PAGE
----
Back when Adam Carolla was still on the radio here in Los Angeles, I used to occasionally listen to his morning show while I was out jogging. (My love of morning-drive radio has remained remarkably consistent over the decades, I blame Dean & Don’s Breakfast Club for this).
Anyway, one of his bits that I remember was an observation that there sure were a lot of songs about rambling in the 1970s. You had Bob Seger’s “Rambling, Gamblin Man,” The Allman Brothers “Rambling Man” and of course the first of Robert Plant’s Lord of the Rings songs, “Ramble On.”
The highlight of the second side of Led Zeppelin II, “Ramble On” was a master class in how to go from quiet to loud, as the verses were all Page’s acoustic guitar, a floating John Paul Jones bass line and John Bonham playing what Wikipedia claims was a guitar case as percussion.
Those verses gave way to the thunder of the chorus with Plant shifting from a murmur to a shout, and Bonham some how freezing the band in time halfway through each and every line before crashing back with a short double time while Jones traced circles in the air with his bass.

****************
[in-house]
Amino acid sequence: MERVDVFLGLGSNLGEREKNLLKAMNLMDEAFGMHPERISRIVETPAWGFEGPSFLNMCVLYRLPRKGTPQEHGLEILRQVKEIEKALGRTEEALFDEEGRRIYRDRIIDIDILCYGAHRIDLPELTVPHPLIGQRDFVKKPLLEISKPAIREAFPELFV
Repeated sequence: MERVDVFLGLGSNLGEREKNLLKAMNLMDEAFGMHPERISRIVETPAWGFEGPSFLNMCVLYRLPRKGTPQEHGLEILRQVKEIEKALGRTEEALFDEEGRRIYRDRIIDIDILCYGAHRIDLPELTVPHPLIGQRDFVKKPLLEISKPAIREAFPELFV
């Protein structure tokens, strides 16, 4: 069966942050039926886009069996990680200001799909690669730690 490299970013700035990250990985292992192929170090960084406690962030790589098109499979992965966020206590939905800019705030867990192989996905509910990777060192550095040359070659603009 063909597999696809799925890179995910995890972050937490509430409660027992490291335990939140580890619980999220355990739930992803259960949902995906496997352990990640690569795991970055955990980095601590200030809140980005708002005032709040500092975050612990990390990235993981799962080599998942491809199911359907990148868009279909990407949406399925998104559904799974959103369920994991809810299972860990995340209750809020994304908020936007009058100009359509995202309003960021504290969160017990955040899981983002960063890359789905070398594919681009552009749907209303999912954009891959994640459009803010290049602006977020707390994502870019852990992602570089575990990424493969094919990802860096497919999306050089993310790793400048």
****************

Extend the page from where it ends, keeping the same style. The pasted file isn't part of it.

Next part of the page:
With Page randomly throwing in short melodic solos before and after the choruses, “Ramble On” was a master class in dynamism and trickery: you never quite knew where it was going next.
And then, of course, after a few verses about how he was man who needed to keep rambling to look for the queen of all his dreams — which, sorry ain’t you, babe — Plant sings this total non-sequitur:
Mine’s a tale that can’t be told
My freedom I hold dear
How years ago in days of old
When magic filled the air
‘T was in the darkest depths of Mordor
I met a girl so fair
But Gollum, and the evil one
Crept up and slipped away with her
Her, her, yeah
I don’t even know where to start with this. I mean, I’ve read Lord of The Rings dozens of times and none of this tracks. I mean, what is Robert Plant doing in Mordor in the first place? It’s not like Zeppelin ever played there, though I’m guessing that if they did they would have gone over better than the legend goes that they went over in Fresno.
Gollum, sure. He was a regular in Mordor, hung out there all the time looking for his precious. But stealing girls from Robert Plant? That just doesn’t seem like his jam, man. Even if it was all about the unnamed “evil one.” I mean, is he talking about Sauron? So Robert Plant and some hot chick are just hanging around in Mordor, as you do, and suddenly she is kidnapped by Sauron & Gollum? Seems pretty dodgy to me.
Anyways, none of that mattered each and every time Page spun one of his guitar licks or Bonham slammed his kick a couple of beats too long while Jones just stared at him waiting for him to unleash. Plant could have been singing just about anything, and it wouldn’t have mattered. So he did.
Jimmy Page & Robert Plant perform “Ramble On” live in 1998
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